No Clear Winner Among Super Bowl Commercials
There were no standouts,commercially speaking, in last night's Super Bowl. Unless of course, you believe USA Today's Ad Meter which ranked the Betty white/Abe Vigoda number one. Or if you believe the Mullen/radian6 Brand Bowl which, through social media comment and positive sentiment, gave top honors to Doritos (the brand, not an individual spot). Or if you place credence in Bob Garfield's watch-them-all-before-the-game approach then the top slot goes to Audi.
Or if you are a fan of Adland's Ask Wappling, the love went to Volkswagon's Punch Buggy ad. Or of you can't get enough of Make the Logo Bigger's Bill Green then it's Google's Parisian ad. Or if Hulu is your gig, then the top slot was Doritos to own for its consumer-generated House Rules ad. Betty White's Snickers ad and Google's search ad faired well there too. As did the hottie-in-a-tub Megan Fox ad for Motorola...which distracted us enough to mostly miss the VW Punch Buggy ad which followed. We know. Predictable behavior around here at Adrants.
Or if you can't get enough Barbara Lippert, Budweiser's Clydsdales or Bud Light's Asteroid. Or, well, she really isn't clear on which one she liked best. (In a later article, she named Google her fave.) Or if you're a commenter on Bob Garfield's Ad review, then honors, it would seem, should go to Google. Bob didn't even comment on the spot because, well, he watches all the ads (at least the ones that have been released), forms his opinion and files his story before the kick off. he misses in-game context and late/un-released commercials.
Or if you can't go through another day without your YouTube fix, well, you just might have to. The video site hasn't finalized its Ad Blitz voting yet. Stay tuned.
The social media geeks loved the Vizio commercial which had Beyonce, Tay Zonday, Gary Brolsma, the Twitter bird, Facebook and a bunch of other geeky stuff. Mashable's Pete Cashmore loved the Google spot but couldn't help including a picture of Megan Fox.
Oh and that Tim Tebow ad? Off the radar mostly. It was so innocuous, it actually passed us by in-game before we realized we hadn't seen it.
So anyway. There were two major themes running through this year's Super Bowl commercials. The first one isn't new. In fact, it's old and tired: the emasculation of men. It popped up in a few commercials throughout the game. The second is new and likely an inadvertent reaction to decades of objectifying women. Men in their underwear. Yes. No less than four commercials had men in various states of undress. someone said even. S0meone pointed ou even the robot in the Intel commercial wasn't wearing pants. OK, OK, that's a stretch. We know robots don't wear pants.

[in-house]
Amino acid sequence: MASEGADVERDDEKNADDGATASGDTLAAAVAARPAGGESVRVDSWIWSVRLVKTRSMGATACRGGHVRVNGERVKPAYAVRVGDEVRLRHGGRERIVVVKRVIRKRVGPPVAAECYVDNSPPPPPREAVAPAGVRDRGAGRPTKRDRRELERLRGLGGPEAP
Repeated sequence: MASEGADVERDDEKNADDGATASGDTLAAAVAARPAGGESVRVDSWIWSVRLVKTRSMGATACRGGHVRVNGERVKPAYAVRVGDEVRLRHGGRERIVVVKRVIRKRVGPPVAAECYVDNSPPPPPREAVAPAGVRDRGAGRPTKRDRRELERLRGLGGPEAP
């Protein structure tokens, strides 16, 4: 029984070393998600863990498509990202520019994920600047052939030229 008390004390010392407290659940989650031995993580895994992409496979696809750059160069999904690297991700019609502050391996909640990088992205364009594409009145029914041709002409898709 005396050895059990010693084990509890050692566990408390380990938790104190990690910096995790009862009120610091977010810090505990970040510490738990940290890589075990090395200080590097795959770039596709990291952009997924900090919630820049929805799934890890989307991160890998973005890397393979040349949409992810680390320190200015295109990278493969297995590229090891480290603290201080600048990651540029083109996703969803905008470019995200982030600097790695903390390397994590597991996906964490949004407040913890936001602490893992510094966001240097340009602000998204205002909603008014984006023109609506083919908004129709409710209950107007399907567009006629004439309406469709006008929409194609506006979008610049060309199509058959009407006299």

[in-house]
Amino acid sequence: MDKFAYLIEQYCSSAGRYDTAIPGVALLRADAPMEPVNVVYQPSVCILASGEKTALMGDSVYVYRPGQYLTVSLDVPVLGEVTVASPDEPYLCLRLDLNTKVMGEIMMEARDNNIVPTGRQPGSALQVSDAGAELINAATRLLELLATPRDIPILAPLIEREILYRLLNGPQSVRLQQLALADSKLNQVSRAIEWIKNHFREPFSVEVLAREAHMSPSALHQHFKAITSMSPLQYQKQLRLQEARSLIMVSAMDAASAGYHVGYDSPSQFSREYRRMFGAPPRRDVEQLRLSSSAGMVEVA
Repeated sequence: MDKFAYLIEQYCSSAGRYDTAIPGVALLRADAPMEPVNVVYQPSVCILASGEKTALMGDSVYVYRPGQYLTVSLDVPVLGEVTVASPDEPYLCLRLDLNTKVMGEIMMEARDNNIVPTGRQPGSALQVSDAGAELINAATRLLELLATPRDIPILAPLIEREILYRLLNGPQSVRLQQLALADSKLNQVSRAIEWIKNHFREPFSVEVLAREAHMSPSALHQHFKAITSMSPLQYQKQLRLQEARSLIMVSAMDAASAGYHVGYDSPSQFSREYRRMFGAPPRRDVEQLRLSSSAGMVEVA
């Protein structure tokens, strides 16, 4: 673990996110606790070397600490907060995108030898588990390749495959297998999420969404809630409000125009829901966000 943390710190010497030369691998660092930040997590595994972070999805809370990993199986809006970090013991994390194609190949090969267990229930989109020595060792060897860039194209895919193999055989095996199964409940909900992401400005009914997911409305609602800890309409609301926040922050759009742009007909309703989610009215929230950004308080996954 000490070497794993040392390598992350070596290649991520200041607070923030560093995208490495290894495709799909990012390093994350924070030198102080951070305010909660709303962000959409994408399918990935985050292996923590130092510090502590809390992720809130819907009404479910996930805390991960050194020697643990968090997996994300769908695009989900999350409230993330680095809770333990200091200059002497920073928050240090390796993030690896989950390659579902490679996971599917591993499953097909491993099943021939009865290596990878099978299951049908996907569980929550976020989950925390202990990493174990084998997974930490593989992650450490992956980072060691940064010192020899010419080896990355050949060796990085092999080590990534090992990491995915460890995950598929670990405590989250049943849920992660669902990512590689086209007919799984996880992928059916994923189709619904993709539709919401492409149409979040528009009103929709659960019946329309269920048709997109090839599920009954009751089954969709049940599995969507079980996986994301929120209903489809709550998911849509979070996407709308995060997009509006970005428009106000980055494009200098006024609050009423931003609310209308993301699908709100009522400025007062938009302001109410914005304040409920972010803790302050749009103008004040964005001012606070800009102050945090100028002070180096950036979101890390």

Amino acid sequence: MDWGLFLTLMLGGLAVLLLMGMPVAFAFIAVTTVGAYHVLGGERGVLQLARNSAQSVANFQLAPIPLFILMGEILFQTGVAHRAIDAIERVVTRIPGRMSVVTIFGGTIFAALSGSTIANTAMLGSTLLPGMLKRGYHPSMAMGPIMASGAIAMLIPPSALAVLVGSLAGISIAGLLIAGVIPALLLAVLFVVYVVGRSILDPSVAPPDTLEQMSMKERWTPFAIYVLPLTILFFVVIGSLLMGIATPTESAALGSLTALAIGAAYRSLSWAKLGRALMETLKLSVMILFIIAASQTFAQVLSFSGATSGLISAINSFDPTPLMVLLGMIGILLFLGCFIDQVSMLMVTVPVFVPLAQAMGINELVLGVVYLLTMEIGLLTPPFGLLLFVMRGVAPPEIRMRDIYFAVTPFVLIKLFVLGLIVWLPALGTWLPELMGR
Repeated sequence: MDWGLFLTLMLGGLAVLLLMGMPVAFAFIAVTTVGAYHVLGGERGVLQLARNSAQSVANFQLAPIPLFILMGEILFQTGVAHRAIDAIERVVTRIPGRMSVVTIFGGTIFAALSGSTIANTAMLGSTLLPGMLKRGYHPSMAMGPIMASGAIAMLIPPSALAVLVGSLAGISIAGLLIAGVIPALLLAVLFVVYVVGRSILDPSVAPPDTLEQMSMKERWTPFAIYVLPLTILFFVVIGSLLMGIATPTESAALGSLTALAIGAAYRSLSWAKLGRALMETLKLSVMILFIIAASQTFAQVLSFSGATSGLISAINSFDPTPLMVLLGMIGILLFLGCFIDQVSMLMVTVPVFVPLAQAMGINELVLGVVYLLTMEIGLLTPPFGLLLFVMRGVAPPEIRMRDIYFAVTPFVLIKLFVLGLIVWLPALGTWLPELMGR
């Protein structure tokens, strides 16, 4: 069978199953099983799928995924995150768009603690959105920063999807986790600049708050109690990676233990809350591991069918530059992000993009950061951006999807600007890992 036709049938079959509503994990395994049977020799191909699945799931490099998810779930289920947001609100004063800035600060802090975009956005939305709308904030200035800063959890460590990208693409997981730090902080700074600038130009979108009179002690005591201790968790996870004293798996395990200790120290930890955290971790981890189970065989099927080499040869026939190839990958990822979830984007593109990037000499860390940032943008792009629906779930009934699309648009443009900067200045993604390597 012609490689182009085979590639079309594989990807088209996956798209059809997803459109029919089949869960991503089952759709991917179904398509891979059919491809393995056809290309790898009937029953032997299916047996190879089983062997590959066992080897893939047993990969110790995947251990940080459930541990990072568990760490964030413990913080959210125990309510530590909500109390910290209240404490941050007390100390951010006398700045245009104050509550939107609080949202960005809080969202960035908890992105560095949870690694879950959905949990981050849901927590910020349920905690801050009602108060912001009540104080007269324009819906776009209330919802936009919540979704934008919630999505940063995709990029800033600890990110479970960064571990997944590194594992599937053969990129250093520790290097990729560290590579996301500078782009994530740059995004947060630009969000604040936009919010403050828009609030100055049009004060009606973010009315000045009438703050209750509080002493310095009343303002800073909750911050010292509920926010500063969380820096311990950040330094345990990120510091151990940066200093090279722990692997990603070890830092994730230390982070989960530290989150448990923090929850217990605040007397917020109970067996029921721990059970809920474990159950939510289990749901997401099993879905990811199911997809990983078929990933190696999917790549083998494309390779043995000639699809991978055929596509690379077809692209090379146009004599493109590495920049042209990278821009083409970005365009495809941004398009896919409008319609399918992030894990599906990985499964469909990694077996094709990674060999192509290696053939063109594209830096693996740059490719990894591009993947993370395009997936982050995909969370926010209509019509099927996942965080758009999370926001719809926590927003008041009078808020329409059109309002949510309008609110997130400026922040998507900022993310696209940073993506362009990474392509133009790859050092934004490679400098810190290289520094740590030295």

And yes, there were still hot chicks. A Super Bowl can't pass without the appearance of at least a few beautiful babes. Motorola gave us Megan Fox. Bridgestone gave us a hot apocalyptic wife. And Teleflora gave us a mini-skirted bitch...uh...woman who wasn't so nice to her less than beautiful co-worker.
So this year's winner for Best Super Bowl commercial? It's anyone's guess. We don't even have a favorite. Perhaps if we could combine Telefolora with Motorola with Bridgestone along with some Google and Betty White topped with a dollop of Doritos and a lit fart, we might have a contender.
While the top choice for Super Bowl commercial may be fuzzy, one thing is clear. People are sick of GoDaddy. Both of the domain Registrar's ads placed at the bottom of most lists. But, that didn't stop CEO Bob Parson's from sending out a press release claiming his ads "drove more Internet traffic than any other advertiser during the game according to Akamai" and "generated more new customers & sales for Go Daddy than any other Super Bowl Sunday campaign in company history." See? Even losers can be winners in the twisted world of advertisers.
In all, it was an underwhelming year for Super Bowl commercials. Be it post-Nipplegate fear, the economy, over bearing political correctness or just plain lack of creative talent, this year was a fail.